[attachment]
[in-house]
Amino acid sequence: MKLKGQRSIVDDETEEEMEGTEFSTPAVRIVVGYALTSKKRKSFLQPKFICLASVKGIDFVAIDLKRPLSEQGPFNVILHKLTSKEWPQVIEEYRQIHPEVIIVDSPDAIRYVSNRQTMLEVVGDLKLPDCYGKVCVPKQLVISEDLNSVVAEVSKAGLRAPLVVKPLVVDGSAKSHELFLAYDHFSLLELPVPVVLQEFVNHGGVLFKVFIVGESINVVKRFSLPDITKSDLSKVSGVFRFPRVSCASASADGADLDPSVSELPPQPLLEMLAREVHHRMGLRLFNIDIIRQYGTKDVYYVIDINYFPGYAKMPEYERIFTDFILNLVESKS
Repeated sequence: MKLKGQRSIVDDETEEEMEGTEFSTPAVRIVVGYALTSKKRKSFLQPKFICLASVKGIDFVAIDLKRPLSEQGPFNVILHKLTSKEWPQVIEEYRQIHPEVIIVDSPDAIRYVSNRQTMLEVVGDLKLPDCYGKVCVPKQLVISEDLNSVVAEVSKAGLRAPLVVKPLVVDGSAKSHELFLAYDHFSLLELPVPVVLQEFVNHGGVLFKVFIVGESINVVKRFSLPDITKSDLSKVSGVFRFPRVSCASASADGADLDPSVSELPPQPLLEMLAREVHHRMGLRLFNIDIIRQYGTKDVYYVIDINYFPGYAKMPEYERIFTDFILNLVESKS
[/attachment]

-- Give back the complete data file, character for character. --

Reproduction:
[in-house]
Amino acid sequence: MKLKGQRSIVDDETEEEMEGTEFSTPAVRIVVGYALTSKKRKSFLQPKFICLASVKGIDFVAIDLKRPLSEQGPFNVILHKLTSKEWPQVIEEYRQIHPEVIIVDSPDAIRYVSNRQTMLEVVGDLKLPDCYGKVCVPKQLVISEDLNSVVAEVSKAGLRAPLVVKPLVVDGSAKSHELFLAYDHFSLLELPVPVVLQEFVNHGGVLFKVFIVGESINVVKRFSLPDITKSDLSKVSGVFRFPRVSCASASADGADLDPSVSELPPQPLLEMLAREVHHRMGLRLFNIDIIRQYGTKDVYYVIDINYFPGYAKMPEYERIFTDFILNLVESKS
Repeated sequence: MKLKGQRSIVDDETEEEMEGTEFSTPAVRIVVGYALTSKKRKSFLQPKFICLASVKGIDFVAIDLKRPLSEQGPFNVILHKLTSKEWPQVIEEYRQIHPEVIIVDSPDAIRYVSNRQTMLEVVGDLKLPDCYGKVCVPKQLVISEDLNSVVAEVSKAGLRAPLVVKPLVVDGSAKSHELFLAYDHFSLLELPVPVVLQEFVNHGGVLFKVFIVGESINVVKRFSLPDITKSDLSKVSGVFRFPRVSCASASADGADLDPSVSELPPQPLLEMLAREVHHRMGLRLFNIDIIRQYGTKDVYYVIDINYFPGYAKMPEYERIFTDFILNLVESKS